So what have I learned in my fifty-six years? This: that American exchange students often have names like Brandi and Hunt; that you should always carry a safety pin; that however you cook it, tempeh tastes like it has been prised from the forest floor with a sharp gumboot; that "facetious" contains every vowel in alphabetical order, as does "facetiously".

Monday, 18 May 2009

Because I don't want the ad for Dr Circumcision to remain at the top of my bloglet

Would Madam care for some chalk and cheese? Chef uses Gruyere, with lightly crumbled limestone. Highly recommended, but a slightly dusty aftertaste, so I suggest a good red. Trotsky, perhaps.

Wednesday, 13 May 2009

Buy one, get one free

It's hard to say what's best about this. The quotation marks around "all ages, all reasons"? That it appeared in my letterbox with a take-away pizza menu? That Dr Mohammed Jabbar has proudly made circumcision his life's work?

Home maintenance for the domestic short-haired feline

Everybody knows that cats are remarkably clean animals. It's a knowledge, in my case, gleaned through empirical observation of mesdames Harriet and Beatrice, who make a habit of licking each others' anuses with their antiseptic tongues and burying their poos with such sanitary rigour, such hygienic applications of the poo-burying muscles, that fæcal matter and clumps of kitty litter can be found in every corner of my bathroom - if indeed the first person possessive pronoun pertains in the case of a bathroom overrun by kitten excrement.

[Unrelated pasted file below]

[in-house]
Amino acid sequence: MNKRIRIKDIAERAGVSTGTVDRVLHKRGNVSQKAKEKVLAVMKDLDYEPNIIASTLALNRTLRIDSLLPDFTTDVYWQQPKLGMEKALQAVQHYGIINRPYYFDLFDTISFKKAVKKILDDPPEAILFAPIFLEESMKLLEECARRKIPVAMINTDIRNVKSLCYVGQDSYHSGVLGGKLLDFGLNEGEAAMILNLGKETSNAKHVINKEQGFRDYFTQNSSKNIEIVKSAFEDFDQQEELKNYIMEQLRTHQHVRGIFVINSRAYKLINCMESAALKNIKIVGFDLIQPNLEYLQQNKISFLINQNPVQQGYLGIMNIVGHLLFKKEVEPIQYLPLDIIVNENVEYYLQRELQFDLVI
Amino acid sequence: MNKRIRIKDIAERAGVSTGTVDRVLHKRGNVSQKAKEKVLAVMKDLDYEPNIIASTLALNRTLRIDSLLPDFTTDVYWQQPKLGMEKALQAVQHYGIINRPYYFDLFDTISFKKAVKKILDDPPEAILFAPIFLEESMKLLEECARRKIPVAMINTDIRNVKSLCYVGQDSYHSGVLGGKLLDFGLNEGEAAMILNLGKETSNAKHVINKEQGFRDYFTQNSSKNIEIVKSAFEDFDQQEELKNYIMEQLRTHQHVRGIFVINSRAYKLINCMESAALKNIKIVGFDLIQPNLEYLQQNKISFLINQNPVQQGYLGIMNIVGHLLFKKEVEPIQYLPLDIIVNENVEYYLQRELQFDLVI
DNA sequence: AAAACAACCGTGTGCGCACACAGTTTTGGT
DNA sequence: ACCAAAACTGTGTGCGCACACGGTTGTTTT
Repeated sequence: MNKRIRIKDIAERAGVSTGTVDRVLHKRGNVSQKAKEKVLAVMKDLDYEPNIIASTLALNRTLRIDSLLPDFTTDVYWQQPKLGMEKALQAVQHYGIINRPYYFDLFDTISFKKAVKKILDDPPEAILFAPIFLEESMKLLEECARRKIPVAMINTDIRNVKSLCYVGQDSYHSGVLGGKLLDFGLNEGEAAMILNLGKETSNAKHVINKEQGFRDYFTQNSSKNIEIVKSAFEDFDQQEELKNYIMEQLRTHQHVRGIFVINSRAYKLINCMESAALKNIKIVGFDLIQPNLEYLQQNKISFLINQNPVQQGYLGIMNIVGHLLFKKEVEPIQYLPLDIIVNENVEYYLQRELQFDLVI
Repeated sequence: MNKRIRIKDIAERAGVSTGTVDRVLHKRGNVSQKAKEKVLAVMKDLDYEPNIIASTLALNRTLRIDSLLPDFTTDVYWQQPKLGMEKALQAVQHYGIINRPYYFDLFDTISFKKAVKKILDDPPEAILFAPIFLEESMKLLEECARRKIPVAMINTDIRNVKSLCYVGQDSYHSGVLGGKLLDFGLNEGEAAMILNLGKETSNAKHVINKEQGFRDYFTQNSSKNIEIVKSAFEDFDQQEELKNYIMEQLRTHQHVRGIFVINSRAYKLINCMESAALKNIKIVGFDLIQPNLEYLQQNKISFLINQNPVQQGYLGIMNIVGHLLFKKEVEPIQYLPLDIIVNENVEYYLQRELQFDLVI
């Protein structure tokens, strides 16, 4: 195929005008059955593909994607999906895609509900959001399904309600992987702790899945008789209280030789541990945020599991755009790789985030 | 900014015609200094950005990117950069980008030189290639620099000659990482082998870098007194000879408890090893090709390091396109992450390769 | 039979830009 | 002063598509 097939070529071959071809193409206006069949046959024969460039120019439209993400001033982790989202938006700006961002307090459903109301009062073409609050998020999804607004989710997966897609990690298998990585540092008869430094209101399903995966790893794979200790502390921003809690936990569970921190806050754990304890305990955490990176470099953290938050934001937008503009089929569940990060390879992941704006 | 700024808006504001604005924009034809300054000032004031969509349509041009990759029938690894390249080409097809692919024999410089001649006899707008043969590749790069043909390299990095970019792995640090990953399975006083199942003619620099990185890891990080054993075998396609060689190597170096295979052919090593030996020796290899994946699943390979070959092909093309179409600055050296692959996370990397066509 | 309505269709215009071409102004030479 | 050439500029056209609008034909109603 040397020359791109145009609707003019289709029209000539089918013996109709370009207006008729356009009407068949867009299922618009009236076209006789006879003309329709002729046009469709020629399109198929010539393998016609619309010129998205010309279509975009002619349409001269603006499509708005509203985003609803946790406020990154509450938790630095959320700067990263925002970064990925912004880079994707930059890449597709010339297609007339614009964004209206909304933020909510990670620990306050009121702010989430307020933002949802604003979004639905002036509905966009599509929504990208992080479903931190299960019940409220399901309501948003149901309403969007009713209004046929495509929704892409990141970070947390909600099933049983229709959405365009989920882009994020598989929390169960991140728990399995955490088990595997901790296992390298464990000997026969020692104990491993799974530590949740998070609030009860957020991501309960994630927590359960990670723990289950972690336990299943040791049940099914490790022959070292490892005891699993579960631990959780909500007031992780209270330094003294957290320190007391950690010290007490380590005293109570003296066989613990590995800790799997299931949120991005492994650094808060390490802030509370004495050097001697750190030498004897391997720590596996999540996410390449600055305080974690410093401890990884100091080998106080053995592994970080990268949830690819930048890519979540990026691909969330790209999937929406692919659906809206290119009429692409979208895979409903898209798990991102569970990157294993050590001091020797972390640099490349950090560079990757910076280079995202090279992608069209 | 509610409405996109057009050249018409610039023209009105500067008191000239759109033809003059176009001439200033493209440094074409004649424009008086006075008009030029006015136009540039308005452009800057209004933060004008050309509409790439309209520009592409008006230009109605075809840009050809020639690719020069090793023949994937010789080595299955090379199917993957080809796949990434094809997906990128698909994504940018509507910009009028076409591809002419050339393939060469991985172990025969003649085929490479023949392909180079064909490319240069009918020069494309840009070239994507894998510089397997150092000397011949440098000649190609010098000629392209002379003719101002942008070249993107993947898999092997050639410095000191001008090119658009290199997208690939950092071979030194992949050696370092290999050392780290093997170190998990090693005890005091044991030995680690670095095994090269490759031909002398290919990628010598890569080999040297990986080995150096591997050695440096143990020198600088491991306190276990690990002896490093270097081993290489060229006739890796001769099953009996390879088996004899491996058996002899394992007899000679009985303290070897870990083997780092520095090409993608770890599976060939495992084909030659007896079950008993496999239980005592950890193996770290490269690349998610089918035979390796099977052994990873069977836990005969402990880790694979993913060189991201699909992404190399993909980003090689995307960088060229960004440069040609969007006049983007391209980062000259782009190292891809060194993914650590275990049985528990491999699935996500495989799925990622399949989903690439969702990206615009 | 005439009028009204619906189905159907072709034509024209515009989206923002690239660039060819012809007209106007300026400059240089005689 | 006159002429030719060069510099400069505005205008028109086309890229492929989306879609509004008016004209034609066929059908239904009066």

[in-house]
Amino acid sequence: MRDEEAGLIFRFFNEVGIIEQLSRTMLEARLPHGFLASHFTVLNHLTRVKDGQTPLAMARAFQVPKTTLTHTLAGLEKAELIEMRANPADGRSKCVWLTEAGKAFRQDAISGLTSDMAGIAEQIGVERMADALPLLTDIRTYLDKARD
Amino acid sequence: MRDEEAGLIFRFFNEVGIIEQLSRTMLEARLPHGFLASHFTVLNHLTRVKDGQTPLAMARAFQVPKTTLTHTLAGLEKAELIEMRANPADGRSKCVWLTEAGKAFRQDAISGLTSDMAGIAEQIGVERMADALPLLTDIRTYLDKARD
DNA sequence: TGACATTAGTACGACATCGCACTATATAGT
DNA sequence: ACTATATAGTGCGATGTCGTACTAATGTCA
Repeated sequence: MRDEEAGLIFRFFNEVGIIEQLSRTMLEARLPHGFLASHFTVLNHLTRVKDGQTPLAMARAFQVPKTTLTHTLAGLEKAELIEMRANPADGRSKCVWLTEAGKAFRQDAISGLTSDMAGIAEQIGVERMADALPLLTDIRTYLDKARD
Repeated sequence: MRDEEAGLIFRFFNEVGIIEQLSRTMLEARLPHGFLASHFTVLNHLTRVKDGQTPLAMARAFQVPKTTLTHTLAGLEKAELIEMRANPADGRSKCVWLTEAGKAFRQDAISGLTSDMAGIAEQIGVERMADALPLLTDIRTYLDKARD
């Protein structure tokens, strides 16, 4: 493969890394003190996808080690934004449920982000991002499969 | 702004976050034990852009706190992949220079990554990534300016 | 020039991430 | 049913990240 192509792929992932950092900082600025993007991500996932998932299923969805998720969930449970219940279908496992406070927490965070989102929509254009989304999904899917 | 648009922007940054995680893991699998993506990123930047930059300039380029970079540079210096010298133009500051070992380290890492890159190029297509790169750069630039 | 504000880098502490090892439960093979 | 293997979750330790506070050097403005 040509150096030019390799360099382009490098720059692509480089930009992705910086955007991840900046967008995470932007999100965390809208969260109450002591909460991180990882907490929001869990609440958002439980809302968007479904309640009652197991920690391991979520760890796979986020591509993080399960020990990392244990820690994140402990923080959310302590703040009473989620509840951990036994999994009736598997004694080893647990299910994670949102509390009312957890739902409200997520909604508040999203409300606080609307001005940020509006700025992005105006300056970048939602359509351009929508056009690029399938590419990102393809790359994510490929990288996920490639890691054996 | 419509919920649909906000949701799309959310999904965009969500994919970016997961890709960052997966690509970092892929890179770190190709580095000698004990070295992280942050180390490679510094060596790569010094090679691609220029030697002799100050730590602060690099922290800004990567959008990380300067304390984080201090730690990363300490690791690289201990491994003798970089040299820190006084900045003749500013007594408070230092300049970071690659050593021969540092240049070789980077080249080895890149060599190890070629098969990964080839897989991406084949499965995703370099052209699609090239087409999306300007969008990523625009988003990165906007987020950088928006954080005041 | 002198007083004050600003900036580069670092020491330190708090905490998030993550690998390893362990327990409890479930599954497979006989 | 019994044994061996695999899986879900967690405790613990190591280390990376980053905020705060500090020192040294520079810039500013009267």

So here Harriet and Beatrice (last seen up on the kitchen bench eating the sourdough I left out for my lunch) share with you some of their thoughts about domestic hygiene.

"Clean the sink so it don't stink". Thus runs the old housewifely adage, and sepia-toned Beatrice contemplates a bathroom sink well licked. Note especially her careful removal of the plastic drain pipe cover, which was restored to its rightful place on my pillow.

"Who doth not prance upon the clothes airing rack catcheth no invisible moths" (Mrs. Beeton). What is a clean shirt without a smudgy paw print, I ask you?

"The price of Liberty is Eternal Vigilance." As Harriet reminds us here, the fact that you are licking your sister's forehead is no excuse for not keeping an ear out for the neighbour's chickens. Amateur forehead-lickers, take note.

Also remember that the toilet isn't just for sitting on, it's for falling into. If a job's worth doing, it's worth doing right.

Thursday, 7 May 2009

No boxed gifts please

I've received some pretty fancy wedding invitations in my time, but yesterday's wedding invitation takes the three-tiered cake. First there's the silver envelope, addressed to Ms Harlot. Inside is a silver gauze bag tied with silver silk ribbon. Inside is a map, a reply paid envelope containing a pre-printed RSVP card, and a plastic pocket, wrapped in another silver ribbon on which are printed the names of the happy prenuptial couple. Inside the plastic pocket are twelve jigsaw pieces, on each one of which is a dissevered portion of the happy prenuptial couple's faces and glimpses of what looks like normal wedding-invitationese. I assemble the jigsaw, and find in the bottom right hand corner the exhortation: "No boxed gifts please".

Someone is going to have to remove the toothpaste stain from my party dress.

Wednesday, 6 May 2009